Taxi driver dispute at Honolulu Airport - Hawaii News Now - KGMB and KHNL

Taxi driver dispute at Honolulu Airport

Abraham Martin Abraham Martin
Dan Meisenzahl Dan Meisenzahl

HONOLULU (HawaiiNewsNow) - Passengers arriving in Honolulu could face delays in the coming days, but not because of their flights. Some airport taxi drivers won't be picking up passengers for up to three days due to a dispute over new rules.

Taxi driver Abraham Martin is organizing the work stoppage at the Honolulu International Airport. He said Ampco Express, which manages the taxi system, is forcing changes in the middle of a contract with cabbies that runs through June 30, 2012.

"That's the only way we can object and reject Ampco's new revision, new changes that to us is illegal," explained Martin.

Ampco, which had been on a monthly permit, entered into a five-year contract with the Department of Transportation at the beginning of February. The state said the new guidelines, including a dress code, are aimed at improving customer service.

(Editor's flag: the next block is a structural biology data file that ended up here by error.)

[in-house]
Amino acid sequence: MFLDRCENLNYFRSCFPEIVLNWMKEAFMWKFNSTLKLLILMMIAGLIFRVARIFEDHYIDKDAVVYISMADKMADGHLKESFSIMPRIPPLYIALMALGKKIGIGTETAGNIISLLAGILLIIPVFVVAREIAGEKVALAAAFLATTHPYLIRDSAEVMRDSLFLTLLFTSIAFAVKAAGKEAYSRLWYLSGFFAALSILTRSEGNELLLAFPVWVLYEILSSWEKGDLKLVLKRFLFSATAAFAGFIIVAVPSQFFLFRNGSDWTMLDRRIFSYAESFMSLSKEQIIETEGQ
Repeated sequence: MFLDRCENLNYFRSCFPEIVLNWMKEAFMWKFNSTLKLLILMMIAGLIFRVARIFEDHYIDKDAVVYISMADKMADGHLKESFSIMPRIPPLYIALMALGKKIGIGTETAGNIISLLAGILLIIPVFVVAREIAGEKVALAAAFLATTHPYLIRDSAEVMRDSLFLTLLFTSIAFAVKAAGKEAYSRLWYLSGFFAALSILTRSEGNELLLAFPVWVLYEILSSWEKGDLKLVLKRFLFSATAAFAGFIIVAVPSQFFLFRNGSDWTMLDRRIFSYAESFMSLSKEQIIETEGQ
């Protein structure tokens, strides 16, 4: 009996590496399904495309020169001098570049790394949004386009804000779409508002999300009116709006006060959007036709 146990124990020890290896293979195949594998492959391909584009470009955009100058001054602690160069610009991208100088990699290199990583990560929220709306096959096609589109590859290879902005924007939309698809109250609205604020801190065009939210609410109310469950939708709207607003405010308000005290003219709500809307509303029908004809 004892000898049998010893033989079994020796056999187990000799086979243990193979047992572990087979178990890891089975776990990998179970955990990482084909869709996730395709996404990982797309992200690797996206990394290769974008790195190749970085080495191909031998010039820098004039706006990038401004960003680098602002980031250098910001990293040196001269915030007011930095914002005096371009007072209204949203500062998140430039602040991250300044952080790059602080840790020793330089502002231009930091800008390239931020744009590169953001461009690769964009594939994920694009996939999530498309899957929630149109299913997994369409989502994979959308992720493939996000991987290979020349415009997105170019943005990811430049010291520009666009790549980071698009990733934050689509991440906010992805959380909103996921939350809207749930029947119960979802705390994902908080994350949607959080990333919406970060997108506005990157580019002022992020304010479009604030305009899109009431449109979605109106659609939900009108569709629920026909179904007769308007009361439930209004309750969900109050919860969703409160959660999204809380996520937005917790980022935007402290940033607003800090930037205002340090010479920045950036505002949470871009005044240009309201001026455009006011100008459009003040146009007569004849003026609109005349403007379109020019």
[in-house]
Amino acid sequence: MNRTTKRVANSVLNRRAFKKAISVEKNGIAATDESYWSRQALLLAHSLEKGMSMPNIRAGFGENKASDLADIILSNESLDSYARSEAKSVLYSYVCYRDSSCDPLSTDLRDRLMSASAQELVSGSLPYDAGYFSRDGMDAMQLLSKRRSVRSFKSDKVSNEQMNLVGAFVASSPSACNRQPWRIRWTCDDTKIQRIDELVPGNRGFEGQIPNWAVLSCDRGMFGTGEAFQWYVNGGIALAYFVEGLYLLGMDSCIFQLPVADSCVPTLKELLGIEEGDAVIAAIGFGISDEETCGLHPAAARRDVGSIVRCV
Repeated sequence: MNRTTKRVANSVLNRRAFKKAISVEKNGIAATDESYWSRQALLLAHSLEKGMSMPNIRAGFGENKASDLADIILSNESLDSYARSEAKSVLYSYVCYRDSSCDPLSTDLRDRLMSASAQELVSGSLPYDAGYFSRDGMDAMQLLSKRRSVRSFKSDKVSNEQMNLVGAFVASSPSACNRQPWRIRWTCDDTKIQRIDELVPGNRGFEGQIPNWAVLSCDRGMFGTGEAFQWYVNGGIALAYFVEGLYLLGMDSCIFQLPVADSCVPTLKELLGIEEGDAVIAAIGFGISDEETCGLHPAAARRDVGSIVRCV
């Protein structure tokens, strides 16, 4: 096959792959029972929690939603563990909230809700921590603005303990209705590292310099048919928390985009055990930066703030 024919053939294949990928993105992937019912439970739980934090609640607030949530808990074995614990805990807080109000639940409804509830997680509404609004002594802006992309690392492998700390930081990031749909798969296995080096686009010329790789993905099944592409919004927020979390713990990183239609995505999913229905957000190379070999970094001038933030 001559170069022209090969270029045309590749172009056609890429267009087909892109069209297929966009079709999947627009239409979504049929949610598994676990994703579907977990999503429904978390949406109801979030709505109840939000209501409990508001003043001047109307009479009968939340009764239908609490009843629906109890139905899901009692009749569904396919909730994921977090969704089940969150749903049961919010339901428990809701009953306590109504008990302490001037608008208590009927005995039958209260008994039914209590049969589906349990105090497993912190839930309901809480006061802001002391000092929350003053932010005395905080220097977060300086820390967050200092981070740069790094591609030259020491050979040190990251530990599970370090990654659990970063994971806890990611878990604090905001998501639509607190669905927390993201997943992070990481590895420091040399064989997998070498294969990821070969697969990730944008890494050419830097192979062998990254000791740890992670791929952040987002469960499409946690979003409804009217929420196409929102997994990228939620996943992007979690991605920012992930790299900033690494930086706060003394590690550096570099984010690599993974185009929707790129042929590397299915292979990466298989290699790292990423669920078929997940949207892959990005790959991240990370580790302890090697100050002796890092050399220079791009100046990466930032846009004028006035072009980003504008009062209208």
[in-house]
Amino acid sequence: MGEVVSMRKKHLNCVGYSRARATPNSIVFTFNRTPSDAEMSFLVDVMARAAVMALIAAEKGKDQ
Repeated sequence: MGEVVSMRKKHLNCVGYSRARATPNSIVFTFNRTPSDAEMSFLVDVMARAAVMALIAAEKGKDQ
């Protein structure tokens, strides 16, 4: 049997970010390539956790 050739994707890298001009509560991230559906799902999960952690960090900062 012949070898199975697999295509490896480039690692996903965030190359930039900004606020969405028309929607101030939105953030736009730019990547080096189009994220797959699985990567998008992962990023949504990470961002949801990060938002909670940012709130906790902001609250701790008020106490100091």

"Just like any place that you work, we want people to wear aloha shirts, long pants. We want people to take credit cards. That's a service that's pretty standard across the country at major airports," said DOT spokesman Dan Meisenzahl.

"Some drivers are too old. There's no way they no how to use a machine, and sometimes, not enough customers to use credit cards," said Martin.

Ampco raised the price drivers pay for each fare from $4 to $5. Meisenzahl said the company needs the rate hike to make sure that all cabs are equipped to accept credit card payments.

"25% more, how the hell can we survive? Especially with the gas price going up and the loads are way less than before," said Martin.

Martin also alleges that Ampco has bullied minority-group taxi drivers and withheld information about the new contract.

"We think they're really baseless. We don't think there's any intimidation. We don't think there's any discrimination, and we certainly haven't been denying anyone any information," Meisenzahl said.

Meisenzahl said he doesn't expect the work stoppage to have a severe impact.

"It's our understanding that the vast majority of the cabbies are still going to come to work," he said. "We're going to make sure that at the cabbie lot that there's no one out there trying to intimidate cabbies who just want to do their jobs."

Ampco Express did not return our call on Wednesday.

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